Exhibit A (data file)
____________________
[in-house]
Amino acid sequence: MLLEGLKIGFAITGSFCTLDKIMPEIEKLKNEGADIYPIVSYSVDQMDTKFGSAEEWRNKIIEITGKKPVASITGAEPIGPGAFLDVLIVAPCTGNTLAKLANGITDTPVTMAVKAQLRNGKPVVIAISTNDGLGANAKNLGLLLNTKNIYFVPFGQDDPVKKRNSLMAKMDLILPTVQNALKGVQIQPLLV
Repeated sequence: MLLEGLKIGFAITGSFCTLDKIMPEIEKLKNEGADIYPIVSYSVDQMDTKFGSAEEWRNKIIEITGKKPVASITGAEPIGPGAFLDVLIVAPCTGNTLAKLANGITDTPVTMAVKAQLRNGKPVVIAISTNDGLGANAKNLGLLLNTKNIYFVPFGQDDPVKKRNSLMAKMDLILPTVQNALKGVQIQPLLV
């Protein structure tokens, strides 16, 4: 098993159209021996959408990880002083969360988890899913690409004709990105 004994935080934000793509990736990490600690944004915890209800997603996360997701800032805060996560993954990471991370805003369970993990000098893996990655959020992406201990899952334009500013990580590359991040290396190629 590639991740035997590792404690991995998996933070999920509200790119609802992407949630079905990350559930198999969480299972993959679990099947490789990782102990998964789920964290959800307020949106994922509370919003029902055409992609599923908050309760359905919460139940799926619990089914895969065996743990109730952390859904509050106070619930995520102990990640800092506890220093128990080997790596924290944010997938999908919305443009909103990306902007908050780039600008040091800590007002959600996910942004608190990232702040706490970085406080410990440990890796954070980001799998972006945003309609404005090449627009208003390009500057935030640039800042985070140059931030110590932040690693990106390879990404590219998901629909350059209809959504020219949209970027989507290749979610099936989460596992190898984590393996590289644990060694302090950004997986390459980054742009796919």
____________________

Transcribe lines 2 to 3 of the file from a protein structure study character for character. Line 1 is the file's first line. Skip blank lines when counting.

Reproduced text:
Amino acid sequence: MLLEGLKIGFAITGSFCTLDKIMPEIEKLKNEGADIYPIVSYSVDQMDTKFGSAEEWRNKIIEITGKKPVASITGAEPIGPGAFLDVLIVAPCTGNTLAKLANGITDTPVTMAVKAQLRNGKPVVIAISTNDGLGANAKNLGLLLNTKNIYFVPFGQDDPVKKRNSLMAKMDLILPTVQNALKGVQIQPLLV
Repeated sequence: MLLEGLKIGFAITGSFCTLDKIMPEIEKLKNEGADIYPIVSYSVDQMDTKFGSAEEWRNKIIEITGKKPVASITGAEPIGPGAFLDVLIVAPCTGNTLAKLANGITDTPVTMAVKAQLRNGKPVVIAISTNDGLGANAKNLGLLLNTKNIYFVPFGQDDPVKKRNSLMAKMDLILPTVQNALKGVQIQPLLV